Some shows love playing genre conventions, a Fantasy Kitchen Sink
will have everything in the mythological handbook and then some, Trope Overdosed
works will keep adding tropes so long as they run, and then there are even shows that make new tropes.
These are not those shows. (Or can they be?)
A Sci-Fi Kitchen Sink is for all intents and purposes the playground of Science Fiction Tropes and everything associated with them. Have an Artificial Intelligence
construct able to run the Cool Starship
? It makes you coffee in the morning. Humongous Mecha
? You walked by several on the way to work. Faster-Than-Light Travel
? Totally mastered to the point where even Joe Penniless can get a ride to the stars. Laser and particle beams as weapons?
Everybody and their dog has one. The list of possible areas seems to be endless.
A good way to tell if a work is a Sci-Fi Kitchen Sink, is ask three questions. Is it in the Sci-Fi
genre? Is it softer than reality by a wide margin according to the scale?
Does it use all or much of the stuff in the genre of Sci-Fi
and not Hang A Lampshade
on it? Answer yes to all three and you likely are dealing with a Sci-Fi Kitchen Sink.
Popular in Space Opera
. Also popular in Mega Crossover
fanfic. Naturally compare Fantasy Kitchen Sink
; when both sinks are combined, it becomes Science Fantasy
. See also Standard Sci Fi Setting
, a particularly popular instance of Sci-Fi Kitchen Sink.
open/close all folders
- Spectral Shadows could qualify for this. There's a Mad Scientist, a world in a time that takes place After the End, there's Time Travel, Funny Animals that evolved from genetic slag due to weaponized acid rain, there's an intergalactic empire of Space Pirates, android funny animals, a virtual reality rpg where one can learn powers at the expense of feeling any and all pain, world warping powers, a space ship that can travel time and space, humongous mechas, and more.
- In the universe of Iain M. Banks's hyper-advanced people, The Culture, there's everything from dystopian ultra-capitalist planets, small debauched backwaters, "Sublimed" civilisations living in entire other dimensions, neglectful precursors, Proud Warrior Races, post-singularity communist civs...well, you get the idea. The fact that this is just a very incomplete list of some of the civilisation types should tip you off to the fact that this series mixes-and-matches an awful lot of sci-fi tropes. Tech levels vary right alongside the civilisations, although we rarely see a world a great deal less developed than present day Earth. Expect to see Sci-Fi Writers Have No Sense of Scale stunningly averted, in both range and size of ships, drones, space battles, androids, sentient space-suits, conspiracies and counter-conspiracies.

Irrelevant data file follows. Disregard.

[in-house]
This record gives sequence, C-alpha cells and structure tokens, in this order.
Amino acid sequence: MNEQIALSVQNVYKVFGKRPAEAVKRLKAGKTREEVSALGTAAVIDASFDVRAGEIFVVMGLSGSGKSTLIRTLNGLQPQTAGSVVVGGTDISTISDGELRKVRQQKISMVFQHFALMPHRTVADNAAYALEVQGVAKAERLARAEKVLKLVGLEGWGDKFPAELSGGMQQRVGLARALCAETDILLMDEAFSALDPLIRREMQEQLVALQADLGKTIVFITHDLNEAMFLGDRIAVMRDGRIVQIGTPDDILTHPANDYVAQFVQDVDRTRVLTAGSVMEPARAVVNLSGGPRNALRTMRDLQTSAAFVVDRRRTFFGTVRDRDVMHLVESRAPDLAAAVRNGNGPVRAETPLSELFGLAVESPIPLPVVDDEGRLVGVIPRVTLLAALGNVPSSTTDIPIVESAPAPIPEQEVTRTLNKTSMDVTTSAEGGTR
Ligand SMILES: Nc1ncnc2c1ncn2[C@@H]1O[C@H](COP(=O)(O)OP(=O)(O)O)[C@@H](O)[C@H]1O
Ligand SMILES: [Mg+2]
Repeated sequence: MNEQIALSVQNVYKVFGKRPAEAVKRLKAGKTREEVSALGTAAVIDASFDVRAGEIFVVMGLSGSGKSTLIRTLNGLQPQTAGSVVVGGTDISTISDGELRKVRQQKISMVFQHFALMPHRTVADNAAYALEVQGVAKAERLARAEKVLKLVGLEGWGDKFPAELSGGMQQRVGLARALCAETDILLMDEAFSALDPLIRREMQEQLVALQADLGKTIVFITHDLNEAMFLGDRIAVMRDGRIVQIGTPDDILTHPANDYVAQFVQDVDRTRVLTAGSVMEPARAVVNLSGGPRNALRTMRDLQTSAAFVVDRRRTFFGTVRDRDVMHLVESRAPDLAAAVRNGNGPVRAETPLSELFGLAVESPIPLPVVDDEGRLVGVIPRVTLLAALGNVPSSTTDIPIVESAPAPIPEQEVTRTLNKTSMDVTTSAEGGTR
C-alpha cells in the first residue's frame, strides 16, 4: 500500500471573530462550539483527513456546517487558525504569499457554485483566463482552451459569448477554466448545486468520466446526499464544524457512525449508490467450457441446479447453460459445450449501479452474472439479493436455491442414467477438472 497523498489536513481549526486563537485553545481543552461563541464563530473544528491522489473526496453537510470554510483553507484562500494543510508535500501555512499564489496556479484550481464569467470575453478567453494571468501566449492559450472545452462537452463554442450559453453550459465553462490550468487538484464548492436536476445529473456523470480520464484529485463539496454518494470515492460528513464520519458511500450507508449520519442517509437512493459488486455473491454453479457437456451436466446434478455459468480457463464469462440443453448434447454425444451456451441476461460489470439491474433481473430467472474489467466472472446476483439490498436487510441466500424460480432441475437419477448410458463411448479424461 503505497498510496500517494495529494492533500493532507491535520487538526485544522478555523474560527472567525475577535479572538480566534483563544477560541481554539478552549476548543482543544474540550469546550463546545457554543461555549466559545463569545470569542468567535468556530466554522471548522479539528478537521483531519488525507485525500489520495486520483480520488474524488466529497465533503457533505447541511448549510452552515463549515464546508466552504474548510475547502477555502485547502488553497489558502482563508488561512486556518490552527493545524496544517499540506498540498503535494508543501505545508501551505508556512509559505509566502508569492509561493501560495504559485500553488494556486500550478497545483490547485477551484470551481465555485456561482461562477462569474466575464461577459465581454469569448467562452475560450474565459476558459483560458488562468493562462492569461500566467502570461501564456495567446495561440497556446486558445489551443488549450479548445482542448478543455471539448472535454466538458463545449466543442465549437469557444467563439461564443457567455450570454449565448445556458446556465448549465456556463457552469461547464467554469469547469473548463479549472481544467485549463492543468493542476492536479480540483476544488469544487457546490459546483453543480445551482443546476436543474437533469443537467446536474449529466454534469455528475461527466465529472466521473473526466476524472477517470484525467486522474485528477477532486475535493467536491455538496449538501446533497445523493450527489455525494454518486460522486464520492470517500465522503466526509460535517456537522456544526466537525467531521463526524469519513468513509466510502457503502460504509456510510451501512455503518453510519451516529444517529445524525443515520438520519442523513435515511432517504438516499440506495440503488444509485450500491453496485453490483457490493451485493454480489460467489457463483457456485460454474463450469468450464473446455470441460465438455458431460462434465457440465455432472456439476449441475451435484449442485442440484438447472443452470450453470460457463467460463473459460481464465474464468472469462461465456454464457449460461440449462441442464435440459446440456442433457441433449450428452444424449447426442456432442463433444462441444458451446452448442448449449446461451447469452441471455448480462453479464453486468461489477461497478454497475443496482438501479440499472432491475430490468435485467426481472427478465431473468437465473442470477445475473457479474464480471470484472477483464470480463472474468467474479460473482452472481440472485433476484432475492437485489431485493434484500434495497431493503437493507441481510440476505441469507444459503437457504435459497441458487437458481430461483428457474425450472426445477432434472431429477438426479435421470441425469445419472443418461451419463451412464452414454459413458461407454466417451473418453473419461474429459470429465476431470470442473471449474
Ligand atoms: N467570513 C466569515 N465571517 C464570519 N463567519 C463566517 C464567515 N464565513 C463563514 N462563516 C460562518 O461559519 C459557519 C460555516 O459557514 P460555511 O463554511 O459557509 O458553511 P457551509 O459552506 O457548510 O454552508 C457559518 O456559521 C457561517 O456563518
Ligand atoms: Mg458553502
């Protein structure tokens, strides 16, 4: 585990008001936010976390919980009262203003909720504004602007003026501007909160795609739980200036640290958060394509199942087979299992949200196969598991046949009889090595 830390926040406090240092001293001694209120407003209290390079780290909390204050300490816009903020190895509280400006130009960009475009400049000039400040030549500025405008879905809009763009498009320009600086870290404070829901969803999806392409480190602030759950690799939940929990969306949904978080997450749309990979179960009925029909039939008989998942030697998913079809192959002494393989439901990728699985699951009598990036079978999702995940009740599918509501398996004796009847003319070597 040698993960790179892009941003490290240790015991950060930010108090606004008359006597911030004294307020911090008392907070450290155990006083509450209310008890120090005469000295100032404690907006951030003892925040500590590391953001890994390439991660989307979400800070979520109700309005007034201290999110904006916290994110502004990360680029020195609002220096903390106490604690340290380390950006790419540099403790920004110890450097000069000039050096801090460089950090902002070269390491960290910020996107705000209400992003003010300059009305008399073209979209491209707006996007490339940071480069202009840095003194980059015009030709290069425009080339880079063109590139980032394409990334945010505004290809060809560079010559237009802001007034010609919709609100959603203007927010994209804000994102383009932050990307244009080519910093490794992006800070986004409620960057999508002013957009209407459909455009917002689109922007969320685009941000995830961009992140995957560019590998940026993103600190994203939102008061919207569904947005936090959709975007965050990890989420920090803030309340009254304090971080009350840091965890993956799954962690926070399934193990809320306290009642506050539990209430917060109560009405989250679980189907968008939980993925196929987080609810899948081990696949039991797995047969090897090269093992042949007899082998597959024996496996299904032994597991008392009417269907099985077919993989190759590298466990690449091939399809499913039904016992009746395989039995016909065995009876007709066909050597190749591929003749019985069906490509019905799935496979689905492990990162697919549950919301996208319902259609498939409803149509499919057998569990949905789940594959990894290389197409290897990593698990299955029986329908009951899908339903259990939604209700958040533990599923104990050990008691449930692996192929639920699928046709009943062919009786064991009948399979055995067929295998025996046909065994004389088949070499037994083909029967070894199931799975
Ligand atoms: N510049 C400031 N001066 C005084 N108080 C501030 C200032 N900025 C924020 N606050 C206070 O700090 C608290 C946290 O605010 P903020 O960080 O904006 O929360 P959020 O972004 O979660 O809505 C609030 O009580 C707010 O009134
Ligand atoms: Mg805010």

- Perry Rhodan is running for over 50 years now and did start with The Space Race and then features things like Ancient Astronauts, Sufficiently Advanced Alien, Ascend to a Higher Plane of Existence, The Battlestar, Cosmic Chess Game, Lensman Arms Race, Order Versus Chaos, and and ... and we have not nearly covered everything in the first one hundred books.
- Doctor Who, by virtue of it having run from 1963 to 1989 and subsequently from 2005 onwards and ranges through the entirety of time and space. After 30+ years on-air, that's a lot of sci-fi ideas.
- The Halo series including its Expanded Universe. It has Humongous Mecha, Faster-Than-Light Travel, Artificial Intelligence, Space Marines, Precursors, etc. While the weirder aspects of Sci-Fi like Psychic Powers or various Negative Space Wedgies haven't show up in the games (although the Flood Hive Mind, Slipspace anomalies, and the Ur-Didact's gravity control powers come close), The Forerunner Saga dips into that territory by going the Cosmic Horror Story route, complete with Eldritch Starships, Genius Loci, and a Sentient Cosmic Force which allows technology to be made of thought.
- Starcraft: Everything can travel faster than light via Psychic Powers, science or biological creatures able to do so on their own! AI exists but is lower key, Starfighters abound as do Humongous Mecha and Tanks and more.
- Mass Effect: Combines everything in Space Opera genre together in a single package.
- Axe Cop uses a wide variety of sci-fi tropes in creative (and frequently ridiculous) ways.